In October 2012, Iran’s Oil Minister Rostam Qasemi told an audience at the World Energy Forum in Dubai that Iran would halt all of its oil exports if the U.S. and other Western powers tightened sanctions on Tehran’s nuclear program. “If you continue to add to the sanctions, we will stop our oil exports to the world,” Qasemi told a news conference, according to Bloomberg News, adding, “The lack of Iranian oil in the market would drastically add to the price” (CNAS.org, October 24, 2012).
With oil prices fluctuating wildly, this type of declaration would have concerned oil traders in the past, but since international sanctions have been instituted, oil exports from Iran have significantly diminished, from 2.2 million barrels a day in 2011 to 860,000 barrels a day by September 2012. But, while Iran’s share of the oil market has shrunk, the U.S. demand has not–switching demand to other countries such as Saudi Arabia, Iraq and the U.S. While the U.S. arguably has the potential and supply, political and environmental groups continue to debate opening up the Keystone Pipeline and increasing drilling and refining in the U.S.
While the demand from countries like Iran has decreased, the U.S. still faces dependency challenges that become security issues; whenever a political crisis or security threat occurs in one of our oil-producing countries, gas prices surge. This is a direct economic threat to a country with a weak economy.
As the brightest minds in the “green movement” look for new ways to reduce dependency, the costs of creating these new systems can also be a barrier to change. If there were ways to use existing technologies that were low cost, highly efficient and far less wasteful, we would jump at the chance to use this technology.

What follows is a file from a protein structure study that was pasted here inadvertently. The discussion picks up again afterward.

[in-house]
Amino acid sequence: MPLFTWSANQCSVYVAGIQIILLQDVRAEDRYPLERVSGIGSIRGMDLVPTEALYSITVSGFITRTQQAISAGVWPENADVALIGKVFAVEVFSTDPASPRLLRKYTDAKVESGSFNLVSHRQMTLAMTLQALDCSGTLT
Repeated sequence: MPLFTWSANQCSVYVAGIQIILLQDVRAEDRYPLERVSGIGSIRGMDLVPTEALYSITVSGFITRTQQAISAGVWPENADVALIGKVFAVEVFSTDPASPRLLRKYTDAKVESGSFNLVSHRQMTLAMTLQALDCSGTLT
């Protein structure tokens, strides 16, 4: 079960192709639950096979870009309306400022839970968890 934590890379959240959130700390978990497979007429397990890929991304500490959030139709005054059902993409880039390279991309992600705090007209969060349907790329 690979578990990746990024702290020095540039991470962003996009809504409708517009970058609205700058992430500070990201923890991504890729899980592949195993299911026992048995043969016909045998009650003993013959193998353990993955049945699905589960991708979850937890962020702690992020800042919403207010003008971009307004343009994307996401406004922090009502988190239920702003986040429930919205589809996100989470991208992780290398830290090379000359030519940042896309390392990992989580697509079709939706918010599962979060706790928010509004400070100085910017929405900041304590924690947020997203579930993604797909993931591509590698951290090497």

The fact is, these types of low-cost, highly efficient technologies are here now and are simple to implement. Supplemental (also called “interior”) window systems like the Thermolite Window System is an energy efficient technology that utilizes the existing windows of a building (yes, those ancient single-pane glass windows) and implements an interior window system that creates a seal and insulates those old windows, creating an immediate ROI. Most buildings that install this type of technology see an immediate energy cost ROI and see a 25 percent reduction in utility costs.
It’s time to rethink how we think green and find simpler, more sensible steps to reduce our growing dependency on foreign oil and energies. If you are ready to move in the right direction and are interested in learning more about the supplemental window systems Thermolite offers, please contact us now.